Of Repose and Solitude

Our flurry of visitors has passed, and we’ve been relaxing, enjoying the summer doldrums. We haven’t spent all our hours lazing on the couch (though I did read books four and five in the Harry Potter series in about four days), but we have definitely been taking it easy. Strolls around our acres, evening walks around the (four-mile) block, trips to isolated stretches of beach.

From a beach trip last Sunday (Click for large versions linked via Flickr)

Activity followed by inactivity; life is marked by balance. After a long (for us) stretch of not doing much, we rode up to the Tip of the Mitt yesterday. On our way we stopped along Walloon Lake, because like so many things up here, we had heard/read about its beauty, but never witnessed it. I didn’t take pictures, because the views – spectacular though they were – were largely found only in smidgens over rooftops or tightly squished between vacation homes. Walloon definitely lived up to the hype, though, and if we lived closer, we’d stop by frequently.

We spent much of our afternoon yesterday turning around. Apparently I left all my map-reading skills at home. We went the wrong way – a good ten miles each time – at least three times yesterday. That’s what I get for glancing at a map and then assuming I’d remember.

We eventually arrived at our destination: the International Dark Sky Park in Emmet County. The park offers a wide-open view of the sky along with some long benches presumably for group programming. Tony and I picked our way along the rocky shore, eventually settling on a concrete slab with our toes in the lake.

Having thoroughly checked out the shore, we headed back inland to see what the park’s trails were like. I carried my camera on this excursion, hoping to catch a good view from the advertised overlook. I’ll have to go back in the winter. The overlook provided smaller glimpses of the lake than the crowded homes along Walloon. Sections of the trail were picturesque at least:

grassy trail

We had a chance of Aurora, so we had kinda-sorta planned to stay for nightfall, but the sky was hazy so that even if we had solar activity, viewing conditions would be poor. Instead, we began the journey home. We stopped at a beach on the west side of the Mackinac Bridge – a nostalgic place for us, since we found it by chance on our pre-move road trip up here in 2008 – but it was full of people, so we left. And by full of people, I mean there were a couple of well-behaved families awaiting the sunset. But I was feeling incredibly people averse…so we left. For the nth time, we unwittingly took a wrong turn (or didn’t turn when we should have?), and ended up on an empty beach.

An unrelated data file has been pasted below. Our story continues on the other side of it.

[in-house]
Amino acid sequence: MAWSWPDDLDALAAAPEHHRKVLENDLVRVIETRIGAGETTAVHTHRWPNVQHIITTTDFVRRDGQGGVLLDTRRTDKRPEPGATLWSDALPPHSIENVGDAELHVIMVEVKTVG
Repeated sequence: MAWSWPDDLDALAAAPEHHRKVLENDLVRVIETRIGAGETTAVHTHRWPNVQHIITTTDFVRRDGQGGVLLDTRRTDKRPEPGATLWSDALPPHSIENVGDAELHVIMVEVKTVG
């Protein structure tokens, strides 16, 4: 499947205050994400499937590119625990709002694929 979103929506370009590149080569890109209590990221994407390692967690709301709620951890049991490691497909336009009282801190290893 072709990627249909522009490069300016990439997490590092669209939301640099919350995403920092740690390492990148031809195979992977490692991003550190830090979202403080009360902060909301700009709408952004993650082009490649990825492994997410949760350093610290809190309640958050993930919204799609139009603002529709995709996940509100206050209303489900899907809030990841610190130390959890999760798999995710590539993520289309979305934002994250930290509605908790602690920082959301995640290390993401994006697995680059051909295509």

Contentment. I must need a few more days of solitude before returning to peopledom πŸ˜‰
serene beach sunset

The one below can be embiggened πŸ™‚
wide sunset


13 thoughts on “Of Repose and Solitude

    • Thanks for the compliments, Edith – they mean a lot coming from someone of your skill!
      (Totally kicking myself because I had the iso cranked up from night shots and had forgotten 😦 )

    • Glad you like the word, Steve πŸ™‚ It’s not mine though; it’s from my new favorite author, Patrick Rothfuss – however even he may not have coined it. I’m not an authority on the etymology of the term. I’m just trying to encourage its addition to our modern English lexicon πŸ˜‰

  1. Oh how nice to read what you’ve been doing. I must say, after being enthralled by the sunflower shots, I got caught up thinking about the days of reading Harry Potter books in such a rush, kind of like gobbling them up. (We’re goblin readers, lol.) Glad you enjoyed Walloon Lake. I think I’ve been there…maybe…

    • I was chewing right through the books, and then we went to visit family…which is better altogether for a few days πŸ™‚ We’re home again, and it feels like fall, and perhaps more reading for the goblin! I’m digging through my blog pile…perhaps there’s one in there from you and I’ll know what you’ve been up to while I’ve been away!

  2. Beautiful spot you live in and near. Glad you could find some contentment. I think those of you that live in beautiful spots do get more than your share of visitors and I know that mostly those of you living in beautiful spots are good with that. But sometimes a person just needs some alone.

    • I think you’re right on all accounts. We love that people like to come stay with us, but we do look forward to our alone time…and then time with people again. It’s a cycle, you know πŸ˜‰

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